This started a political slugfest between the Congress and the BJP. A section of media and the neo-nationalists added fuel to the fire. In no time, the pre-Independence history of the armed forces lay in tatters. Soldiers of that era overnight became enslaved “mercenaries” fighting for their colonial masters which included the Generals and senior JCOs who led us to our greatest victory in 1,000 years in 1971.
It would have been prudent to explain the merger of the eternal flames well in advance to the public and to the opposition, particularly the Congress party which links the Amar Jawan Jyoti to Indira Gandhi being the political architect of 1971 victory and conceiver of the memorial. More so, when senior military officials are on record saying that Amar Jawan Jyoti will continue to exist as hitherto once the National War Memorial was inaugurated .
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The way forward
Like a crisis, every controversy offers an opportunity. History cannot be wished away or demonised because what we are today has been shaped by it. Our colonial past is visible in every facet of our national life, the English language, modes of dressing, ceremonials, residences and offices of the political hierarchy. It is an intrinsic part of the Indian Armed Forces. Our wars up to 1971 were fought by officers and soldiers who were groomed in the pre-Independence army. Neither can we wish away the soldiers who died fighting on both sides in the First War of Independence or as part of the Indian National Army and its counterparts in Italy and Germany. Our fallen soldiers are recognised by many countries across the globe who have made befitting memorials for them. My view is that no distinction must be made in respect of our fallen soldiers and their sacrifice must be recognised.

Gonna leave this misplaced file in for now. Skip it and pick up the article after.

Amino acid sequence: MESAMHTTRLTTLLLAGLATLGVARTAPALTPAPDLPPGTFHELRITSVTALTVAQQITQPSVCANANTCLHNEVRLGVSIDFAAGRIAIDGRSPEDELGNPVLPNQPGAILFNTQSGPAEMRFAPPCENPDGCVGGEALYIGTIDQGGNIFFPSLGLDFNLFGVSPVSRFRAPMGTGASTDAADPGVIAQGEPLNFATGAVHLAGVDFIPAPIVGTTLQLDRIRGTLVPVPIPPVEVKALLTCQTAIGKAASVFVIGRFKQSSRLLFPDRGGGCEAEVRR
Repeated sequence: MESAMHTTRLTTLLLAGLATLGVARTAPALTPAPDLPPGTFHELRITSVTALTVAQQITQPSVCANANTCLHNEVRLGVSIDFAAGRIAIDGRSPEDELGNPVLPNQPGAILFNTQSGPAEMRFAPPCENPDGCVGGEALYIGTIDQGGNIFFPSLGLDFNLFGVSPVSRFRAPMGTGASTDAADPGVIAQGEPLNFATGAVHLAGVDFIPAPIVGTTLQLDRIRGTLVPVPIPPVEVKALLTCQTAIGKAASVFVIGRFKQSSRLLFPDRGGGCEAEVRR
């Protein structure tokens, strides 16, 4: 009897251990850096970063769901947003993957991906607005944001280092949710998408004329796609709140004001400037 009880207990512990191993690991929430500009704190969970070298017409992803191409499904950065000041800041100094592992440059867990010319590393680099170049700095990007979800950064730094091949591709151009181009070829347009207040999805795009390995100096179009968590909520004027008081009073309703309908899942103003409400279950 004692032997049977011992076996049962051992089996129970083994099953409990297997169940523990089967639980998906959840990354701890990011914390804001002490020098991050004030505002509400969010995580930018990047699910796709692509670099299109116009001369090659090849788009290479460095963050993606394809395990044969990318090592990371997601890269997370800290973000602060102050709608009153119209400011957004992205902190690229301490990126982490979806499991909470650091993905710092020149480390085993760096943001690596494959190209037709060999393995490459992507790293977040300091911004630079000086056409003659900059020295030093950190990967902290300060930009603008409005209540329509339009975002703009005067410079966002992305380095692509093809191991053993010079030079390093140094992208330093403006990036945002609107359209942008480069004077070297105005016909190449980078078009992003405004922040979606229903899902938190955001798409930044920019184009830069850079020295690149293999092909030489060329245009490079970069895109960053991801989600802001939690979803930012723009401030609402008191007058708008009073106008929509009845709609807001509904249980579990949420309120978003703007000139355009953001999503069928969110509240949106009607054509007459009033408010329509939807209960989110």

I recommend that the entire stretch from the India Gate to the National War Memorial must be dedicated to recognise our fallen soldiers as the Amar Jawan Memorial Park or given any other appropriate name. Around the India Gate, should be a refurbished memorial for the colonial era. India Gate, though dedicated to all fallen soldiers from 1914 to 1921, has names of only 13,313 soldiers who were killed in North West Frontier Province and in the Third Anglo Afghan War. The monument is today in a state of decay and requires urgent restoration. The refurbished memorial with additions must record the fallen soldiers of all wars and expeditions before Independence, including the First and Second World Wars. This memorial can be called the Pre-Independence War Memorial.
Civilians who joined the Indian National Army and died fighting must be treated at par. The sacrifice of all civilians and revolutionaries who died fighting the colonial rule must also be commemorated as part of this memorial. This memorial can be called the Freedom Memorial.
The National War Memorial must continue to function as our principal ceremonial memorial for commemoration of all fallen soldiers since Independence. In the concept proposed by me, there is a case for the Amar Jawan Jyoti to be relocated in the National War Memorial complex after political and public consensus. National War Museum, as proposed, will be linked to the complex and will be an all-encompassing record of our military heritage from ancient times.
Indian military has always remained apolitical and our soldiers died fighting on the orders of the government of the day and in the exceptions cited, given our unique past, for our freedom. Making a distinction between the fallen soldiers strikes at the core values of our armed forces. Politicians, media and the public must remain sensitive to this issue. We cannot place the military on a pedestal and then make its foundation hollow.
Lt Gen H S Panag PVSM, AVSM (R) served in the Indian Army for 40 years. He was GOC in C Northern Command and Central Command. Post retirement, he was Member of Armed Forces Tribunal. Views are personal.
(Edited by Anurag Chaubey)
Source: The Print